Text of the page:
Embroidery is the textile medium I've pursued longest on a more-or-less continuous basis. I started in 6th grade with an envelope of iron-on patterns, some J&P Coats floss and a denim jacket that my mother had sewn for me. With the typical child's scorn of hand made, I didn't think it very authentic, though at least it never occurred to me to whine (because I knew perfectly well it wouldn't do any good) for the more expensive article. The yellow wax patterns included, as I recall, a cluster of grapes and a ladybug. I tried stitching the ladybug first, with all six strands of floss, and results were pretty horrible. Eventually I settled down to using two stranded satin stitch, a preference I still retain when using 25 floss.
It soon dawned on me that I could draw my own designs, which I thought were prettier. Certainly I could easily compensate for the limited palette available—my only source, at first, was Minnesota Fabrics, and this was before the days when they carried DMC, or even before I knew DMC existed –and the fact that I could never remember, without a reference on my lap, how to do anything besides satin, chain, stem or french knot stitches. I've embroidered for close on a quarter of a century now, and am pleased to say that within the last year or so finally managed to memorize the boullion stitch.
After the jacket, I turned to chambray shirts, decorating them with unicorns and other fantasy characters. I was particularly proud of a monarch I put on one shoulder, because one day my mother tried to brush it off. Nevertheless I longed for more hues, especially realistic flesh tones, and was therefore enchanted when a coworker brought in a cross stitch project (a bedspread, still in progress, as far as I know) in colors I'd never seen before. She said she'd bought the flosses at a little town in Wisconsin. I reasoned if a little town could support a such a market, there must, in a big city like Detroit, be a similarly stocked shop. I was correct, and my quest led me to Needlearts, Inc, where I was eventually to learn some basic precepts of traditional Japanese silk embroidery, and where I still purchase the bulk of my embroidery threads.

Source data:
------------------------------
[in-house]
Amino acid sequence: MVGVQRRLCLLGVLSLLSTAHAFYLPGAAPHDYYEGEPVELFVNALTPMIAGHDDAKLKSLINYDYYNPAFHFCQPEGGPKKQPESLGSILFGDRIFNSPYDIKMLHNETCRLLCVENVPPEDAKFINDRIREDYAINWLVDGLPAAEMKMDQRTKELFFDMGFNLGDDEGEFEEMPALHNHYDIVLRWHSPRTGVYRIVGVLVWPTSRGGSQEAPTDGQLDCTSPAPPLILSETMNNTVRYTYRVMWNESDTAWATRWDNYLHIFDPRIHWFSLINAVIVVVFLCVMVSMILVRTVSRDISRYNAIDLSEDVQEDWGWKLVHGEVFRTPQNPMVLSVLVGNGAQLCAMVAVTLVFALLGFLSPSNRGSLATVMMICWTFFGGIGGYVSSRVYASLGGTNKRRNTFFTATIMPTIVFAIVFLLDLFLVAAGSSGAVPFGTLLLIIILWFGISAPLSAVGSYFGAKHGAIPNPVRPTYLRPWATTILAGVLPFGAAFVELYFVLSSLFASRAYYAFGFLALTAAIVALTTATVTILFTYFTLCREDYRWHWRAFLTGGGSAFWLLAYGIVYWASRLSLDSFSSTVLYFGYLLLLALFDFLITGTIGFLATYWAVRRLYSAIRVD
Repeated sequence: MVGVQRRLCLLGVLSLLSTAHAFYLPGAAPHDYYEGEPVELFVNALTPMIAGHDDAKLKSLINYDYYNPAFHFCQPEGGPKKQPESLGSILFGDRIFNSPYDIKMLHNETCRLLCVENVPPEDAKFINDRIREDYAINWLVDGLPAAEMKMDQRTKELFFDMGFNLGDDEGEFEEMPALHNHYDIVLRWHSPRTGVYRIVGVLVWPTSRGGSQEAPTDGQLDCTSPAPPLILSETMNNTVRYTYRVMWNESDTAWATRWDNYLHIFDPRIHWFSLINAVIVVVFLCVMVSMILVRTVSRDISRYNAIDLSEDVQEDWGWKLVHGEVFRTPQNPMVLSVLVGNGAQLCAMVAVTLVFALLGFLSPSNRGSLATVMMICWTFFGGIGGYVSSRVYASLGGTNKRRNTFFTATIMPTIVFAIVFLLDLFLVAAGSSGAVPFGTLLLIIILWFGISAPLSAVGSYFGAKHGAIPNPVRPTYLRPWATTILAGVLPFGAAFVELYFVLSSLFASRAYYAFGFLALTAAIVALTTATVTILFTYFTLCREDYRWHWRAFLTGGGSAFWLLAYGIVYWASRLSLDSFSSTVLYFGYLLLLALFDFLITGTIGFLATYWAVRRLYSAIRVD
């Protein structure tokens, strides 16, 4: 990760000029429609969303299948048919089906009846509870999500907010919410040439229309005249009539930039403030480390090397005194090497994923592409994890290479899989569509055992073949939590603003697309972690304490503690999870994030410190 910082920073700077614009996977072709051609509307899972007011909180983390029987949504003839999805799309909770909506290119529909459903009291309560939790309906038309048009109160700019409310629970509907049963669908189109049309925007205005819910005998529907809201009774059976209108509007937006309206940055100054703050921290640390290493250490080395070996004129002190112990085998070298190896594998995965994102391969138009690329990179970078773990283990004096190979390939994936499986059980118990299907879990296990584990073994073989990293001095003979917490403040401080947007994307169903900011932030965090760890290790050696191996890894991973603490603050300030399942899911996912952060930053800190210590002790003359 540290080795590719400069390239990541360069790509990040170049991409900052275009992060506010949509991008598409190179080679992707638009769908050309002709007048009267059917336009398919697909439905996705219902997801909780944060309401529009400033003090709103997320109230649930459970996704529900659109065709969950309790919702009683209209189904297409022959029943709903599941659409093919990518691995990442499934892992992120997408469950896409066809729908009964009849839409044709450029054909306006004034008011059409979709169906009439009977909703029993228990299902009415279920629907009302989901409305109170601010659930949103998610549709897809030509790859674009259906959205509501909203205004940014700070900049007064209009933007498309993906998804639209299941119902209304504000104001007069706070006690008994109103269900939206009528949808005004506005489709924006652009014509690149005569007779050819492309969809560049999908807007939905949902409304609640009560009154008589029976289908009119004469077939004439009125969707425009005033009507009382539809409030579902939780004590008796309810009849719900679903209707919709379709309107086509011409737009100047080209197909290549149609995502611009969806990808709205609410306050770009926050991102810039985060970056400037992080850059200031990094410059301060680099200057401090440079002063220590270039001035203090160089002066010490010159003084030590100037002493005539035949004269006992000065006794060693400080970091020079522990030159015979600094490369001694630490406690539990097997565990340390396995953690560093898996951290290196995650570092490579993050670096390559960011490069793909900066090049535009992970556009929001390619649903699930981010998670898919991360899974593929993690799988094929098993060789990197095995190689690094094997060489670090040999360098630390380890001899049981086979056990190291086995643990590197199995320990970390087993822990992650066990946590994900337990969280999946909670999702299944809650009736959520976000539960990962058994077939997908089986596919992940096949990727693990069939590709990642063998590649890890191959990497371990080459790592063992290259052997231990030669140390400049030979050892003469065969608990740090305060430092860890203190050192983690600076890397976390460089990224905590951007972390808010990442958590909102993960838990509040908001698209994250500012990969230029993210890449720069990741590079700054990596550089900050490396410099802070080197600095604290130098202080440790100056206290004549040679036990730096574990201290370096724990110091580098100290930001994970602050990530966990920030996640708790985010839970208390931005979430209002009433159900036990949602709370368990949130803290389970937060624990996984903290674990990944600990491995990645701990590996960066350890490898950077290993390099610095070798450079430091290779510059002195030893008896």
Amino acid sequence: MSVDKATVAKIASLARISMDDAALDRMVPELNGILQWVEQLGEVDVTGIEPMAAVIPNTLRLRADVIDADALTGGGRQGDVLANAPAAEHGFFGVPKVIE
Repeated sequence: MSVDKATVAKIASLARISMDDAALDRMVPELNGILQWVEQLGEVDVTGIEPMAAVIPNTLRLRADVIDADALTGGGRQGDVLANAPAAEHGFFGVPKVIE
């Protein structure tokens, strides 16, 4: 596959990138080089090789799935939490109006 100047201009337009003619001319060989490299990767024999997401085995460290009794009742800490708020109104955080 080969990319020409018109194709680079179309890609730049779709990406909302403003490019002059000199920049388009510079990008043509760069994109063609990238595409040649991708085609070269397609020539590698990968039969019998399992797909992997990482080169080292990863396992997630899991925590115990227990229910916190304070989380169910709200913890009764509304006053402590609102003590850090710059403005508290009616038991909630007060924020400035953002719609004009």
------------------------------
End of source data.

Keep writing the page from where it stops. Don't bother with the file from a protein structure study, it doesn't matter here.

This pouch features glass beads, embroidery, fabric dying and sewing by me; its semiprecious accent beads co-ordinate with the rosary (restrung by me...) it's designed to hold. 24aug2015
Inspired by stockings, this is the 2nd in a series of abstract wall-hangings/mini-quilts. Originally posted 27apr09. 27apr2009
Inspired by stockings, this is the Ist in a series of abstract wall-hangings/mini-quilts. Originally posted 23apr09. 23apr2009
Samples of Freestyle Machine Embroidery (new stuff, 2009, 2008, 2006...really, that 16nov01 update is...outdated;) 14jan2009
These embroidered stockings are—surprise—in the Embroidery section of the site, but as they are a holiday craft as well, I've posted them here, too. Enjoy. Initial post 11feb05, last updated 23jan2014 24jan2014
a piece of black and white bead embroidery photographed over several years with 4 different cameras... 27aug2015
pastel bead embroidery for a hexagonal box. Still in progress 7 years later though the embroidery, at least, was completed in '08. 25aug2015
I've never regretted the discipline required by this technique-driven form of the needlearts; (though neither have I finished my piece) but I'm glad I taught myself most of what I know about embroidery. Much of my formal visual training has come out of the academic tradition, which has as one of it...
This shirt is one of a series of 4: a sailboat and still life featuring a violin or viola, both made for my mother; this one; and one a rejiquar, the last. My mother delighted me by wearing hers till they wore out, and so they exist now only in memory. This shirt's sleeves became worn, and so it ...
Navigation: Embroidery is a sub-index of Textile.
Unless otherwise noted, text, image and objects depicted therein copyright 1996--present sylvus tarn.Sylvus Tarn